The title is misleading b/c this painting wasn't primarily to paint a duck, but to conquer WATER....the great challenge for all artists, but especially watercolor artists! I've struggled with water for a while...BUT recently, I decided to just dive right into something REALLY hard and see what emerged. Sometimes that's the only way to learn a difficult subject...
Many people, myself included, hesitate to charge into a difficult subject, b/c what if they *gasp* ruin the painting and fail...but, as I remind myself constantly, it's only a piece of paper, right? A whole piece of paper costs me about $6 and I can get about 4-5 paintings from a 22 x 30, so I've really only lost a couple bucks if I ruin something (plus time and frustration) (which is technically priceless, but I digress...)
So, dive into something hard and challenge yourself! You'll be so glad you did!
I was working from a photo of a duck that landed in a fountain while we were visiting Washington DC recently. The sketching was rather tedious, but I wanted to give myself lots of information to work with, so I sketched every line and reflection.
This was obviously a political duck b/c he acted very self-important and begged for more resources. The Washington DC squirrels are the same way.....
I kept track of the reflections by adding the blue first to the largest areas so I wouldn't get lost in the shapes. That's always a good first step when you're painting complicated shapes. Choose one color and paint every shape that color and it keeps you on track. Then, I started adding the greens and darker colors.
I wet the whole area of the each shape and put color on. I used a small, round #4 brush for this whole process. Anytime I painted green into an area, I usually charged in Burnt Sienna while it was still wet, just to make it more visually interesting.
Colors are Cerulean Blue, Payne's Gray, Hooker's Green, Burnt Sienna, Burnt Umber
Now for the duck....I wet the whole head and laid on my first wash with Payne's Grey, Viridian Green and Purple. I did the same with the breast of the duck. The marks around the neck are masked. With a #3 round, I started patiently adding the feather details. A lot of the time, I mixed Burnt Umber in with the purple to get a nice warm color for some of the feathers.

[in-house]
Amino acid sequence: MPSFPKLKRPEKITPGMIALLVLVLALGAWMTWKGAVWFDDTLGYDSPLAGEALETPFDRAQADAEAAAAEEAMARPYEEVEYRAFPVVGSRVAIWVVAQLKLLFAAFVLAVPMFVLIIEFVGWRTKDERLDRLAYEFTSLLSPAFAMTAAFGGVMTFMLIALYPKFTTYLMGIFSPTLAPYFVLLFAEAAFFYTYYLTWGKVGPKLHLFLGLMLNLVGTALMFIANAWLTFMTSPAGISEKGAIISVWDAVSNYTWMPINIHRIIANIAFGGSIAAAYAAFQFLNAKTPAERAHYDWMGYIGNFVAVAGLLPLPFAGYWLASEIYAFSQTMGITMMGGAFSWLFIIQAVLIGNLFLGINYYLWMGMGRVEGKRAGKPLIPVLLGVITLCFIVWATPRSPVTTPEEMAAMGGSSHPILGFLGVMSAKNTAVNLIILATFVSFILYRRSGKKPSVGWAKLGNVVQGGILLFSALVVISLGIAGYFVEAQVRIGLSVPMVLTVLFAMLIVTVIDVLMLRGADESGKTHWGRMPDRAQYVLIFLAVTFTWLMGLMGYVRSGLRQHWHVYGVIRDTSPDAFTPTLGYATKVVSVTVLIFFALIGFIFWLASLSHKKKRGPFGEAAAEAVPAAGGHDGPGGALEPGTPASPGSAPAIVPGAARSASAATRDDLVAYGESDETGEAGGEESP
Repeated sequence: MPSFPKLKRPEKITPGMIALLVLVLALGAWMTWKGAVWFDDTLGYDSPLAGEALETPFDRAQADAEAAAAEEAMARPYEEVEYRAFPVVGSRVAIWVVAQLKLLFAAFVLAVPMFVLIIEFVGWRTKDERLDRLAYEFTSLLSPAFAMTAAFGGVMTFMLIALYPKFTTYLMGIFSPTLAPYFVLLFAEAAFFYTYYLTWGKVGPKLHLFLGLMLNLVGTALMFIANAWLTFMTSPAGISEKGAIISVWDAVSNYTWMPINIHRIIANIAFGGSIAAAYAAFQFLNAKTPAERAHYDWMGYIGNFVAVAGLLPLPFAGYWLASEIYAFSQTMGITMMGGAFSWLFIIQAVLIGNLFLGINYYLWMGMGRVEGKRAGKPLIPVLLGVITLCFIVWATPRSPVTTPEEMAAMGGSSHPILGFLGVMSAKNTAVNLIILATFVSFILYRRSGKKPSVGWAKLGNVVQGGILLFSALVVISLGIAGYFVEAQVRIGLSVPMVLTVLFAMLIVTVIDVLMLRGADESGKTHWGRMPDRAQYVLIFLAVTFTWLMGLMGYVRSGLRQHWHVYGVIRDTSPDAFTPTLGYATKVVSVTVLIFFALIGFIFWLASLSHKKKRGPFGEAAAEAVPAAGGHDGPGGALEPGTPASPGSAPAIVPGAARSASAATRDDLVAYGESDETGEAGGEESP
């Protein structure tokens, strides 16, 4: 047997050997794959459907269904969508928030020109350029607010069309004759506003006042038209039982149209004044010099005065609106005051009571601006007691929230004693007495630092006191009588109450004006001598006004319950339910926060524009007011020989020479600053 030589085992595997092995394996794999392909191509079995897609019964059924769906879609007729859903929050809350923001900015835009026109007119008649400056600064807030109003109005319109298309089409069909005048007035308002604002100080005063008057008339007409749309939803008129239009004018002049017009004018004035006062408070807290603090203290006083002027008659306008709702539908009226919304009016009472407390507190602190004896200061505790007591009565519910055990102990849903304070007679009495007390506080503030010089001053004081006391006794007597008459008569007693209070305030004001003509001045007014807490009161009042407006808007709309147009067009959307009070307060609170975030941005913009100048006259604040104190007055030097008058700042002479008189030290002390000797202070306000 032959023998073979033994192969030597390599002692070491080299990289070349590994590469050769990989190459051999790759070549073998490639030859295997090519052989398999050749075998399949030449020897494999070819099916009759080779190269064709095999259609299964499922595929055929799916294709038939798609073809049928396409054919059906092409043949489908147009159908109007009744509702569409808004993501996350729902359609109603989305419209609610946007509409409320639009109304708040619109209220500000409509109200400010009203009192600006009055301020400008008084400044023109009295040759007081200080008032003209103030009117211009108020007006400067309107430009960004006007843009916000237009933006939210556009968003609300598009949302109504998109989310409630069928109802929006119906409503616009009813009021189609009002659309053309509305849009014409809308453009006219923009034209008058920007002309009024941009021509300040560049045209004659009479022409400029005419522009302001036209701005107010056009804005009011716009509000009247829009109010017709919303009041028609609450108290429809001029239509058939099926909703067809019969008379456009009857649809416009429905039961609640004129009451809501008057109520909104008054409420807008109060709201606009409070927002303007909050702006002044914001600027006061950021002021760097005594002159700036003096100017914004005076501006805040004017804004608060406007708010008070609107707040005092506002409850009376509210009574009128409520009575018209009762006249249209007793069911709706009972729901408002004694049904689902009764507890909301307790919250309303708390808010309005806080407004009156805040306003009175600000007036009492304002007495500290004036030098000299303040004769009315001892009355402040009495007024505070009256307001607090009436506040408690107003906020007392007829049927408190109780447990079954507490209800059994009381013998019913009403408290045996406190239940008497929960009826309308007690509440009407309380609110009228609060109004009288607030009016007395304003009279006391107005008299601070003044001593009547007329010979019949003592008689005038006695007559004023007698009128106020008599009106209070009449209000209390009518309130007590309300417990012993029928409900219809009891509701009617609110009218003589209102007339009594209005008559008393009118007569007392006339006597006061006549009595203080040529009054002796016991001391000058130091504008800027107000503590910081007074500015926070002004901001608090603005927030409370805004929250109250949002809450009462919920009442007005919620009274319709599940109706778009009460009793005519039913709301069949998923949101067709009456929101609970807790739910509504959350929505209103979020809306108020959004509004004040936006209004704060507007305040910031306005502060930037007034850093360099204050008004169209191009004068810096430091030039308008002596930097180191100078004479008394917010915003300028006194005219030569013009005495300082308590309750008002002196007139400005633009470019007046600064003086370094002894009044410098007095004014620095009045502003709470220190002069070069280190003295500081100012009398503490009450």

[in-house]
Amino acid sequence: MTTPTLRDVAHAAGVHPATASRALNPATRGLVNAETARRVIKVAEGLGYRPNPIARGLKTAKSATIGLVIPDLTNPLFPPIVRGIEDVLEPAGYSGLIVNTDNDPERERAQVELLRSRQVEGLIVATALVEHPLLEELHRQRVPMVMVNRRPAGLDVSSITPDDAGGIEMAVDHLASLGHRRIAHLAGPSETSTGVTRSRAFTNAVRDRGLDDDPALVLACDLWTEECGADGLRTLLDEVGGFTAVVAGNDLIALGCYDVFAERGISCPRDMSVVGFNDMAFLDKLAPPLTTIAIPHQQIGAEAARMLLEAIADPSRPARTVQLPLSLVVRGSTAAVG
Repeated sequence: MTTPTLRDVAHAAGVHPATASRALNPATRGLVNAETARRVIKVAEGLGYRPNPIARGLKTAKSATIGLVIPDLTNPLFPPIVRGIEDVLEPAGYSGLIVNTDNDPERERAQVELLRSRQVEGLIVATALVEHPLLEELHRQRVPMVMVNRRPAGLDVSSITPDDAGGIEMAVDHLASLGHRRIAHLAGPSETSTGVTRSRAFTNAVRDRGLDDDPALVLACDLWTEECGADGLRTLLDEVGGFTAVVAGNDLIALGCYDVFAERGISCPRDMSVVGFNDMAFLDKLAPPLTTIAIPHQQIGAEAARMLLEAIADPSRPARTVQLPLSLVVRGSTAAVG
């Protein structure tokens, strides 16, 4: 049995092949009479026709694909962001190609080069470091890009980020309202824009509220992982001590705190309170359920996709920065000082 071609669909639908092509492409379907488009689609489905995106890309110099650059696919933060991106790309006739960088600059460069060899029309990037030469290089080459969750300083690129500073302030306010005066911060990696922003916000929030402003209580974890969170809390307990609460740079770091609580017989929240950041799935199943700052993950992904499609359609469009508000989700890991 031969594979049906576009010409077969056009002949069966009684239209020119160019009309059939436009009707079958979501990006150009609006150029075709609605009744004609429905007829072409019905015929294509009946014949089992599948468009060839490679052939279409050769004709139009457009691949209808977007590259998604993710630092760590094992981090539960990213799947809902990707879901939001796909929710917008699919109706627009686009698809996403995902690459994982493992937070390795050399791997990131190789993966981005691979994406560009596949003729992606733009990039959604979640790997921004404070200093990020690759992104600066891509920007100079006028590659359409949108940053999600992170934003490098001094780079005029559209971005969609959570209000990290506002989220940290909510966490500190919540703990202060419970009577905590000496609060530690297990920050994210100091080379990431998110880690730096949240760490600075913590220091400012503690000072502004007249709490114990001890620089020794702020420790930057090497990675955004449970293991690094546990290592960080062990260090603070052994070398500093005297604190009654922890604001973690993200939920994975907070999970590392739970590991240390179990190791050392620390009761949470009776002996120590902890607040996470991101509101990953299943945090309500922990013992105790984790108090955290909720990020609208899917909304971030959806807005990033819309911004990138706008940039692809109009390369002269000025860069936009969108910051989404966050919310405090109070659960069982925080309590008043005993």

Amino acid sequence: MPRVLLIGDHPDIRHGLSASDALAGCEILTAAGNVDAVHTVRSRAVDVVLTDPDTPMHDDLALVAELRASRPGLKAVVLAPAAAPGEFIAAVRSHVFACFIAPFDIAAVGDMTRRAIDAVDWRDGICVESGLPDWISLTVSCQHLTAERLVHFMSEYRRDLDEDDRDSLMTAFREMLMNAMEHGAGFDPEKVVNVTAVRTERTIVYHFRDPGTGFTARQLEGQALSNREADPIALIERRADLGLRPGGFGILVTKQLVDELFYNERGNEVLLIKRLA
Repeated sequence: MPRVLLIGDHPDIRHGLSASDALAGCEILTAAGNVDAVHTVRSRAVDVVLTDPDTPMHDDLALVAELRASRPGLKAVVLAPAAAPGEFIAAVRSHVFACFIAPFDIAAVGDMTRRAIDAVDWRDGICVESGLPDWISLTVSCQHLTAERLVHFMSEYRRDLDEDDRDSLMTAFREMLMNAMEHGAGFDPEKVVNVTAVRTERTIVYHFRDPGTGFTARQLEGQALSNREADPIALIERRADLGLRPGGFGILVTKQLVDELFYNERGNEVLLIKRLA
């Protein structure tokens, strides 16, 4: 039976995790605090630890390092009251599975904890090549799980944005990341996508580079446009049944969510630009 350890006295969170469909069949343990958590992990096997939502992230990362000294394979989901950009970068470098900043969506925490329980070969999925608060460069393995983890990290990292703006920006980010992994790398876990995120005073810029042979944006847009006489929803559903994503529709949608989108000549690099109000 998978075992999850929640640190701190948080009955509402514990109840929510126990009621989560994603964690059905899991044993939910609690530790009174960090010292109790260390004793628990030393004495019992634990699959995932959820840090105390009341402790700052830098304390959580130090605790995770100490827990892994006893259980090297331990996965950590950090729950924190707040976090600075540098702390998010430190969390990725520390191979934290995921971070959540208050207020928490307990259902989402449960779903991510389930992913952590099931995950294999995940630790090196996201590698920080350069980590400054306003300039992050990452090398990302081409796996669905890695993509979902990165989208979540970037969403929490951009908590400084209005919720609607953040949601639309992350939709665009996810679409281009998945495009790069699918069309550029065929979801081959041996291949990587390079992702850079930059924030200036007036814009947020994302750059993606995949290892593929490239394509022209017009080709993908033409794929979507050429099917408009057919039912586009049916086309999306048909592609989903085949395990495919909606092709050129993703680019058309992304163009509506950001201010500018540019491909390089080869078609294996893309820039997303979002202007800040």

I'm just gradually working by sections here on the back of the duck.
I decided to finish up the duck so that I could really concentrate on the water areas, so I've added about 2 - 3 washes to deepen his head and breast...finished up the feathers....and I'm happy with him.
You'll notice that the white of his feathers is just the white of the paper. There's a LOT of negative space going on there. I'm just painting around different shapes very carefully. At the end, I'll go back through with clean water and a brush and soften the edges of the negative shapes to kind of give them feathery glow.
I'm still working upwards with the reflections here. You can see, too, that I'm starting to layer a really dark wash of Hooker's Green and Burnt Umber (mixed) on TOP of the water that I've already painted...in interesting shapes and such. It really give the water that layered look.
Now, I know what you're thinking....you're thinking "Nooooo, it's too complicated! I can't do that!!! Noooo, don't make me!!!" To which I say, "quit your whining, please and get started....there are harder things in life and this isn't one of them"...in my mother's tone of voice.
Ha... YOU can totally do this! You'll surprise yourself!
I'm coming around the bottom here....and it was at this point that I was a bit stumped as to how to finish...I didn't want to paint ALL of the reflections b/c I felt like it would be too busy on the eye...there wouldn't be any place of rest in the painting. So, after consulting all of my amazing facebook friend artists, we all agreed to leave a large portion of the painting blank with just a tiny bit of detail in it.
Good advice! Thank you!
I'm getting towards the end here. I've really examined my photo and then added any touches that I feel are necessary for the painting to be balanced with lights and darks, soft and hard edges. I've softened up the edges of the duck and softened some spots on his cheek....He's a cutie bug.
Smiling away, I hope that he finds someone's wall sometime soon! I know he will make a lovely addition to any home. He's only $350.00! A steal for the amount of time it took to paint him.
He's 11 x 14 in size and can be mailed.
Happy Painting, everyone!
© Copyright Cady Driver 2016 - All Rights Reserved
I'm a wife and mother of four kids. I homeschool, paint, run, and garden! I am always interested in digging truths out of Scripture. Here, you'll find my thoughts on art, adoption, gardening, mothering, homeschooling, books and whatever else is on my mind. Enjoy!
Creativity doesn't exist in a vacuum - like skepticism, it's a means, not an end. It cries out for a theme. To treat creativity as an end in itself is to assume godlike character for humans as though they could create ex nihilo. -J. Cheane